Ecommerce checkout best practices

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  1. 导言
  2. Creating a frictionless checkout experience
  3. Tips for checkout optimization
    1. Follow website UX and UI best practices
    2. Accept a wide range of payment methods
    3. Allow guest checkout
    4. Prioritize mobile checkout
    5. Offer one-click checkout

Most consumer businesses derive some portion of their revenue from ecommerce. With 80% of consumers making at least one online purchase per month, there are fewer consumer brands that exist solely in the brick-and-mortar realm. Ecommerce overall is a global market that was valued at around $13 trillion in 2021 and is projected to exceed $55 trillion by 2027. With so much opportunity on the line, individual businesses must find their own way to make the most of their ecommerce efforts and optimize sales.

One major problem facing ecommerce companies is customer “bounce,” the failure to convert a cart of merchandise into a sale. In the first half of 2022, the average rate of cart abandonment was 70%. It’s not difficult to decipher the major reasons why customers abandon their carts: They may have been asked to create an account before proceeding with the purchase, or they struggled with an overly complicated checkout, or they encountered surprise fees that only became visible far into the checkout process. By implementing ecommerce checkout best practices, retailers can streamline checkout processes to increase cart conversions and improve the customer experience. By reframing your thinking about payments as a strategic tool for optimization—rather than solely a means to an end—you can grow your business and improve the bottom line.

What’s in this article?

  • Creating a frictionless checkout experience:
    • Offer one-click checkout
    • Provide progress indicators in checkout flow
    • Show taxes and fees as early as possible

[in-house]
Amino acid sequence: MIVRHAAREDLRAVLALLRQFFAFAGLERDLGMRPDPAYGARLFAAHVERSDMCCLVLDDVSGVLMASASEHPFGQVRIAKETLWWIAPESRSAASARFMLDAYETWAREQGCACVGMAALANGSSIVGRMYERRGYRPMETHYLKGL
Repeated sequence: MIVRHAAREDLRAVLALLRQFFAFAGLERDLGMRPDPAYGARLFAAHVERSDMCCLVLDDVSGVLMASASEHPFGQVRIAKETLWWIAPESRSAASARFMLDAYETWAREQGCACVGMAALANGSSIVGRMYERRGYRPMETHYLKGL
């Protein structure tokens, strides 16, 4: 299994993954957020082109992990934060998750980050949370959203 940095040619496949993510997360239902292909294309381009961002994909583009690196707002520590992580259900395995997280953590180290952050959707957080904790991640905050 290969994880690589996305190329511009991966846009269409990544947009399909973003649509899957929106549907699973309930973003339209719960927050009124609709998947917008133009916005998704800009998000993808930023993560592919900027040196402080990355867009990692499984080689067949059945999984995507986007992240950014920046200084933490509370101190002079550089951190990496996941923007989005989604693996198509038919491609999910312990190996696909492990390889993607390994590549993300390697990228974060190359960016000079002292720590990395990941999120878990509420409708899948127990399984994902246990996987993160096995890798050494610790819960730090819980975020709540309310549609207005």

• Allow smart form filling
  • Tips for checkout optimization:
    • Follow website UX and UI best practices
    • Accept a wide range of payment methods
    • Allow guest checkout
    • Prioritize mobile checkout
    • Offer one-click checkout

Creating a frictionless checkout experience

The checkout experience may be the most important part of the conversion funnel for ecommerce businesses. While a certain number of carts will be abandoned despite your best efforts, improving cart conversion is a key objective—and there is a lot you can do to move the needle. So what does that look like?

Creating a conversion-friendly checkout experience means removing any sources of friction. If your checkout involves too many steps without a clear indication of where a customer is located in the process, that can negatively impact their experience with your business. A customer wants to make a secure purchase and move on with their day; any obstacle within that process could lead to an abandoned cart. Here are a few tips that can help make checkout as easy as possible for your customers:

  • Offer one-click checkout
    One-click checkout is exactly what it sounds like: a way for customers to complete a transaction quickly and easily using a checkout module that displays all the key information about the purchase—payment, shipping details, contact information—on one screen. Stripe Link is a checkout solution that autofills customers’ payment and shipping details at checkout.

  • Provide progress indicators in checkout flow